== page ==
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Agency releases initial details of investigation into deadly Gainesville plant leak

Six people died in the incident following a Nitrogen leak, officials say.

GAINESVILLE, Ga. — The organization charged with investigating the deadly release of nitrogen at a Georgia food plant has released a handful of initial findings that suggest issues leading up to the event.

The U.S. Chemical Safety and Hazard Investigation Board released three bullet points tied to their investigation of the Foundation Food Group plant in Gainesville where six people were killed and more were injured.

According to the CSB investigation thus far, the plant had been experiencing "unresolved operational issues on the conveyor that appear to have resulted in the accidental release of liquid nitrogen in the flash freezing bath."

The agency also said it has information that line number 4 was shut down the morning of the incident.

"The shutdown was due to operational issues on the conveyor line," the CSB statement said.

It goes on to say that Foundation Food Group maintenance personnel reported that the computerized measuring system "indicated a low liquid level in the immersion bath used to flash freeze the chicken products."

It's just the latest update from the CSB pertaining to the deadly accident. On Feb. 1, the chairman of the CSB issued another statement pointing to their closer examination of the cryogenic freezing system and that both the interior and exterior elements of the system for Line 4 were made by the company known as Messer.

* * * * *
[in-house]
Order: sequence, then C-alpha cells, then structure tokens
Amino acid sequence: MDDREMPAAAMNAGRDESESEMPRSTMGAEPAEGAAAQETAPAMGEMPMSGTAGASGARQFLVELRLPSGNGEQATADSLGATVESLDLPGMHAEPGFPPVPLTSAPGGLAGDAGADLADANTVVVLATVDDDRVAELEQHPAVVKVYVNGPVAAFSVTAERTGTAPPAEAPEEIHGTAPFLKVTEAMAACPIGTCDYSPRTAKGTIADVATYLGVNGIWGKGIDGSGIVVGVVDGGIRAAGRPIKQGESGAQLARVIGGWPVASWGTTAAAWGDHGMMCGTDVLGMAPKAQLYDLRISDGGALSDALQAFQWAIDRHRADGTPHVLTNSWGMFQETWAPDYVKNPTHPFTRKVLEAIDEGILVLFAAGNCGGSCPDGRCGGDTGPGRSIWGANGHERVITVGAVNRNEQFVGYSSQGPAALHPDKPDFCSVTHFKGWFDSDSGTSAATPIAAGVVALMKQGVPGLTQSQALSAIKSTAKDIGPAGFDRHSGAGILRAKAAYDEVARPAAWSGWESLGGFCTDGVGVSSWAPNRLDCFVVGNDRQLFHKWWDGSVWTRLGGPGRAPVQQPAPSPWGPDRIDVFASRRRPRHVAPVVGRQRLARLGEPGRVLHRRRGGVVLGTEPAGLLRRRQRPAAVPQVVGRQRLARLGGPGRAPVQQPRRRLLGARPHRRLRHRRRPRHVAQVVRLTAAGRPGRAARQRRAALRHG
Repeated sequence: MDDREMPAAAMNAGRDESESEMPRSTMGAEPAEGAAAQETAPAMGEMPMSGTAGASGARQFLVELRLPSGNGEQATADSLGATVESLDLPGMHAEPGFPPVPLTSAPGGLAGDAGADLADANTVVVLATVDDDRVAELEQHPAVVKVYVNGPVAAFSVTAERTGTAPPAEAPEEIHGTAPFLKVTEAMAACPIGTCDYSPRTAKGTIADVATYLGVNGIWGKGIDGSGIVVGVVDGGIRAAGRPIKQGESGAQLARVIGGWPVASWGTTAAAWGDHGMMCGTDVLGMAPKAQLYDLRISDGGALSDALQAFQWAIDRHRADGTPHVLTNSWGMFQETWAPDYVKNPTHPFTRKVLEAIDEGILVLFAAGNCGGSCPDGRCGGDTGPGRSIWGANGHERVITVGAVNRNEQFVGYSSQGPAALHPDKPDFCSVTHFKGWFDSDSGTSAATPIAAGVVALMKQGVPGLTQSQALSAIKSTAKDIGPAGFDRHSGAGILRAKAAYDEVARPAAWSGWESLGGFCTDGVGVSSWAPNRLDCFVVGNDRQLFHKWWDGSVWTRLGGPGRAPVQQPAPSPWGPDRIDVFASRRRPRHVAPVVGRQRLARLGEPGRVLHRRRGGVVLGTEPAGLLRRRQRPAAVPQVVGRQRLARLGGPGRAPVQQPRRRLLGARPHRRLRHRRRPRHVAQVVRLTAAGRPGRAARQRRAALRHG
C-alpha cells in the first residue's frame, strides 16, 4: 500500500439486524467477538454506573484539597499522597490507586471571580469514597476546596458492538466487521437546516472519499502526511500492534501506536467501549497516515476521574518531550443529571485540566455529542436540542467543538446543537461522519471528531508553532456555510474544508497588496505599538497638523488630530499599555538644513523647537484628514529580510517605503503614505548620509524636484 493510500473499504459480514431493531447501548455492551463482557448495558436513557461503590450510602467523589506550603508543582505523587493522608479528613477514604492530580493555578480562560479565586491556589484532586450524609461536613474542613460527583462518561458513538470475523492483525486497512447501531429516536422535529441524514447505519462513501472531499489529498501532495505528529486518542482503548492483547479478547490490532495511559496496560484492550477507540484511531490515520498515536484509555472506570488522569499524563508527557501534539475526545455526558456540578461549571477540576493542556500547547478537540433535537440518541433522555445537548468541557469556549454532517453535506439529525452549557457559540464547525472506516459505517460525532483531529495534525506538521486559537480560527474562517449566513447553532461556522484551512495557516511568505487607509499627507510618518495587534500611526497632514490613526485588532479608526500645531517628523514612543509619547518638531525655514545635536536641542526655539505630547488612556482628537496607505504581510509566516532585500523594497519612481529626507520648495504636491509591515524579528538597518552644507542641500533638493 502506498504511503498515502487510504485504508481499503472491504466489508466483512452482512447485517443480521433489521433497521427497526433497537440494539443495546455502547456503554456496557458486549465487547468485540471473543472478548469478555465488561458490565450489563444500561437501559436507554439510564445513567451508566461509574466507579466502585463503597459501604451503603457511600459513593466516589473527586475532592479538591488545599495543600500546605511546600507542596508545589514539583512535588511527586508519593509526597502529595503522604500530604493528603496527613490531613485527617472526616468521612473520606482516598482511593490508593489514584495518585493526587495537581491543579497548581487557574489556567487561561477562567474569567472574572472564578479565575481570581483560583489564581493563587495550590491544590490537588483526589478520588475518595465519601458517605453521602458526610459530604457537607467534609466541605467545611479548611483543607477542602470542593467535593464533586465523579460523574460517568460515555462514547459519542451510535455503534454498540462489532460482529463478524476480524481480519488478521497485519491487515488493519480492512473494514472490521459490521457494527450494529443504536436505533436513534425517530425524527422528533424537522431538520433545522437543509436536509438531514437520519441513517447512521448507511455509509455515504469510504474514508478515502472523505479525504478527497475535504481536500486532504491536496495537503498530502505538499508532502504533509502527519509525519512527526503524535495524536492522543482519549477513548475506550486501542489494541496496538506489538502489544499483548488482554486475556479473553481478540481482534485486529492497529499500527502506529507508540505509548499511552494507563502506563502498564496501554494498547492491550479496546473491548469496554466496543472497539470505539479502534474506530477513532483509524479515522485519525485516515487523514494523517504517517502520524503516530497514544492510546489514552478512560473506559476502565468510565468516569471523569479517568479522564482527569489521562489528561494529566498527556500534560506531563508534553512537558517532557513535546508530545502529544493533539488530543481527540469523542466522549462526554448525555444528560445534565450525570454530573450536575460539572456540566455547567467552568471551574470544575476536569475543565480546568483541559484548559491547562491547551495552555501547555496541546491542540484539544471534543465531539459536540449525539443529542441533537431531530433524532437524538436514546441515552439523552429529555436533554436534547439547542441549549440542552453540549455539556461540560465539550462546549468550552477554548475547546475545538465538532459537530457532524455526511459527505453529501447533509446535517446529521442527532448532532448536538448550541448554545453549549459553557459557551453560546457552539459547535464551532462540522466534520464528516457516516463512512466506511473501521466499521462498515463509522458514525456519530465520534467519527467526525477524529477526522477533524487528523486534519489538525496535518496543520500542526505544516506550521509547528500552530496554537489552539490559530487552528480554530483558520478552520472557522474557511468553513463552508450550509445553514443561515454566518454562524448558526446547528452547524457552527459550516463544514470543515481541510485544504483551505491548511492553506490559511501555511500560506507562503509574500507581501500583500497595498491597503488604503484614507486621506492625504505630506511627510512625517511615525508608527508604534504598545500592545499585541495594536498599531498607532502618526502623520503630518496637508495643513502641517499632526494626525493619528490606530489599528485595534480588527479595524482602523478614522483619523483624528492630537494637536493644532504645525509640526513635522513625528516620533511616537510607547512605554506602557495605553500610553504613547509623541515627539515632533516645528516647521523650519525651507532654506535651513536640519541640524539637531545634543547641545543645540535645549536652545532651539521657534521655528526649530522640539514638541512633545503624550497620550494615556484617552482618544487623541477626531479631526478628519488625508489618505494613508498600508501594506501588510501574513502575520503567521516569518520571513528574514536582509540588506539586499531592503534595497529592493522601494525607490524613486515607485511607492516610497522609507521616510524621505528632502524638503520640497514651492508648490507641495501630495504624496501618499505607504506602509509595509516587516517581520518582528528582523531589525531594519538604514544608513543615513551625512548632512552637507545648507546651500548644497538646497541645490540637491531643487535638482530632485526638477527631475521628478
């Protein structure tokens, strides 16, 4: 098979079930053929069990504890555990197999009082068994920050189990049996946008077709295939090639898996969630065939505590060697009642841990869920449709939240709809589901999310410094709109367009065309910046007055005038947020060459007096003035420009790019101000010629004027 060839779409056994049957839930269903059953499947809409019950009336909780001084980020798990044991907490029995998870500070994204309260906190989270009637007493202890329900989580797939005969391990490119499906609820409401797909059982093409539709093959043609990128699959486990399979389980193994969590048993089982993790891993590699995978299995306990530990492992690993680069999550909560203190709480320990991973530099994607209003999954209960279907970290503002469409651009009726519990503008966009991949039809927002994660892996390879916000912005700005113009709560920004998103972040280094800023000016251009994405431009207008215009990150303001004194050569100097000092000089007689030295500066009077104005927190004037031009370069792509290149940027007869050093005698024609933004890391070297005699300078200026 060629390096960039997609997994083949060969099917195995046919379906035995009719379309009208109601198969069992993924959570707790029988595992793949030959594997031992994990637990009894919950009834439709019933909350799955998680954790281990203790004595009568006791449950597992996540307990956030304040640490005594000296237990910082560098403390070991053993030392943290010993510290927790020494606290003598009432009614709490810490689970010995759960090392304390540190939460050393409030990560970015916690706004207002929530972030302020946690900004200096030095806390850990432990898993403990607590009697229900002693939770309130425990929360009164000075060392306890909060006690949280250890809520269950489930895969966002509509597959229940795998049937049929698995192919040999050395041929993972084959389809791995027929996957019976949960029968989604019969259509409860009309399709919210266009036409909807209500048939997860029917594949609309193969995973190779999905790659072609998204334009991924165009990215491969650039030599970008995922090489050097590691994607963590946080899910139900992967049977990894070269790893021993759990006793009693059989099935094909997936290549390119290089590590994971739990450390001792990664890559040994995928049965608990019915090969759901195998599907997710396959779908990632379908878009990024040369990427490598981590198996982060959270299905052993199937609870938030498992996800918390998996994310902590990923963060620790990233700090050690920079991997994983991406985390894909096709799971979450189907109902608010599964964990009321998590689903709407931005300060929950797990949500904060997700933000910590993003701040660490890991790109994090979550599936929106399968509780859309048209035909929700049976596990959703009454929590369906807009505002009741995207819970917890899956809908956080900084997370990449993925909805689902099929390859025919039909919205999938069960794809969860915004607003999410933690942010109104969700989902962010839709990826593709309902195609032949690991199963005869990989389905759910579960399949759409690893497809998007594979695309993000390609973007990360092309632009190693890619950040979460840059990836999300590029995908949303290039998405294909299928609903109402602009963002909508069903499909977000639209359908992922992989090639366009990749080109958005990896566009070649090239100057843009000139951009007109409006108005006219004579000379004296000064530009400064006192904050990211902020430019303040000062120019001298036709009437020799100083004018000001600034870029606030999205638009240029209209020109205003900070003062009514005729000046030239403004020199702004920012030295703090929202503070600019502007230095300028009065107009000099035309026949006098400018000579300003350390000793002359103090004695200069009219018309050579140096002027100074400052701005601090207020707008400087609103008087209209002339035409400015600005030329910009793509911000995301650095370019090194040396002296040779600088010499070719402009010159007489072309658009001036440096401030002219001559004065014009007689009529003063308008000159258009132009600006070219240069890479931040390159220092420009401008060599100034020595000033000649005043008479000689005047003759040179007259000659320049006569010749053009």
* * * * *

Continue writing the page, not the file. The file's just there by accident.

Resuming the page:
Foundation Food Group had replaced ammonia-based equipment on the line with what was described as a liquid nitrogen immersion-spiral freezer. In the first stage of the system, the chicken travels on a conveyer belt and is submerged in liquid nitrogen at a temperature of -320 degrees Fahrenheit.  The second stage then sends the chicken through the "spiral freezer" portion and the chicken is exposed to recovered gaseous nitrogen from the first stage.

Investigators said they also found tools in the vicinity of the immersion freezer on Line 4 and had since learned that there was unplanned maintenance being conducted on it.

The CSB previously announced that their full investigation, depending on the complexity, could take several years to complete. And while recommendations would be released after this point, the agency said it may release recommendations along the way if they feel they are urgent.

The latest revelations in the investigation come roughly a week after a deadly leak killed five men and one woman, later identified as Jose DeJesus Elias-Cabrera, Corey Alan Murphy, Nelly Perez-Rafael, Saulo Suarez-Bernal-Victor Vellez, and Edgar Vera-Garcia.

In one positive update from the CSB, the agency reported that two previously hospitalized patients had been released and one that was still in the hospital had improved from critical to fair condition.

But the incident, which received national attention, has also led to a push by activist groups and lawmakers demanding change at meat processing plants across the U.S.

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